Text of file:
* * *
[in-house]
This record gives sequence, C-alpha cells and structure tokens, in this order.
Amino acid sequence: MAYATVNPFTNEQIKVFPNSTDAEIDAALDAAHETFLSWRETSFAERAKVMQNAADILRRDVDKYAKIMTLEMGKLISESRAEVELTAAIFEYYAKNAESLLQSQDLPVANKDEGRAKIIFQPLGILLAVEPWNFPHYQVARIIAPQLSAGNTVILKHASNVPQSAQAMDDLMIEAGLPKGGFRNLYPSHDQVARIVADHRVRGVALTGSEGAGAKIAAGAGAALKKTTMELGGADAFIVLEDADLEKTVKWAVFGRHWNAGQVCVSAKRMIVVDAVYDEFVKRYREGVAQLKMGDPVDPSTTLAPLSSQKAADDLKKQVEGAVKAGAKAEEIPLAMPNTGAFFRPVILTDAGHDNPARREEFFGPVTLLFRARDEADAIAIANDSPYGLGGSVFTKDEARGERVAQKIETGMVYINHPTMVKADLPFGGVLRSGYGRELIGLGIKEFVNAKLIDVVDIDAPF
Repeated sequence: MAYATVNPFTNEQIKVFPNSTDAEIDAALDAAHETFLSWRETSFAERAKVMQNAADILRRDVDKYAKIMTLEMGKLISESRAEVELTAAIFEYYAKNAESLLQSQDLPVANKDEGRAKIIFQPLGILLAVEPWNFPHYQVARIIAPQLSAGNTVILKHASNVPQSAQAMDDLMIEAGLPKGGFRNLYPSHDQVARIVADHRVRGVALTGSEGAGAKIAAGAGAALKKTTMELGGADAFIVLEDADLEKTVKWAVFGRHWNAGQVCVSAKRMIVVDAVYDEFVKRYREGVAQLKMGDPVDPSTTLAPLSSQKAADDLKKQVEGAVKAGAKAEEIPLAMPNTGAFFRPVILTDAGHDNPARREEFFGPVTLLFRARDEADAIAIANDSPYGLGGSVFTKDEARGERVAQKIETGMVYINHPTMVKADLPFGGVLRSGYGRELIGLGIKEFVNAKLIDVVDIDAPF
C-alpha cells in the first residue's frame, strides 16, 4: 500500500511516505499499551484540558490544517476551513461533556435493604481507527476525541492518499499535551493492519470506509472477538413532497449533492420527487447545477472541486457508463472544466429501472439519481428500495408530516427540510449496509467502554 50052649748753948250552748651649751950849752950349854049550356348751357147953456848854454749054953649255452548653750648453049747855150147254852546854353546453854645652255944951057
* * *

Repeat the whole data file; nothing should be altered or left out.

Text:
[in-house]
This record gives sequence, C-alpha cells and structure tokens, in this order.
Amino acid sequence: MAYATVNPFTNEQIKVFPNSTDAEIDAALDAAHETFLSWRETSFAERAKVMQNAADILRRDVDKYAKIMTLEMGKLISESRAEVELTAAIFEYYAKNAESLLQSQDLPVANKDEGRAKIIFQPLGILLAVEPWNFPHYQVARIIAPQLSAGNTVILKHASNVPQSAQAMDDLMIEAGLPKGGFRNLYPSHDQVARIVADHRVRGVALTGSEGAGAKIAAGAGAALKKTTMELGGADAFIVLEDADLEKTVKWAVFGRHWNAGQVCVSAKRMIVVDAVYDEFVKRYREGVAQLKMGDPVDPSTTLAPLSSQKAADDLKKQVEGAVKAGAKAEEIPLAMPNTGAFFRPVILTDAGHDNPARREEFFGPVTLLFRARDEADAIAIANDSPYGLGGSVFTKDEARGERVAQKIETGMVYINHPTMVKADLPFGGVLRSGYGRELIGLGIKEFVNAKLIDVVDIDAPF
Repeated sequence: MAYATVNPFTNEQIKVFPNSTDAEIDAALDAAHETFLSWRETSFAERAKVMQNAADILRRDVDKYAKIMTLEMGKLISESRAEVELTAAIFEYYAKNAESLLQSQDLPVANKDEGRAKIIFQPLGILLAVEPWNFPHYQVARIIAPQLSAGNTVILKHASNVPQSAQAMDDLMIEAGLPKGGFRNLYPSHDQVARIVADHRVRGVALTGSEGAGAKIAAGAGAALKKTTMELGGADAFIVLEDADLEKTVKWAVFGRHWNAGQVCVSAKRMIVVDAVYDEFVKRYREGVAQLKMGDPVDPSTTLAPLSSQKAADDLKKQVEGAVKAGAKAEEIPLAMPNTGAFFRPVILTDAGHDNPARREEFFGPVTLLFRARDEADAIAIANDSPYGLGGSVFTKDEARGERVAQKIETGMVYINHPTMVKADLPFGGVLRSGYGRELIGLGIKEFVNAKLIDVVDIDAPF
C-alpha cells in the first residue's frame, strides 16, 4: 500500500511516505499499551484540558490544517476551513461533556435493604481507527476525541492518499499535551493492519470506509472477538413532497449533492420527487447545477472541486457508463472544466429501472439519481428500495408530516427540510449496509467502554 50052649748753948250552748651649751950849752950349854049550356348751357147953456848854454749054953649255452548653750648453049747855150147254852546854353546453854645652255944951057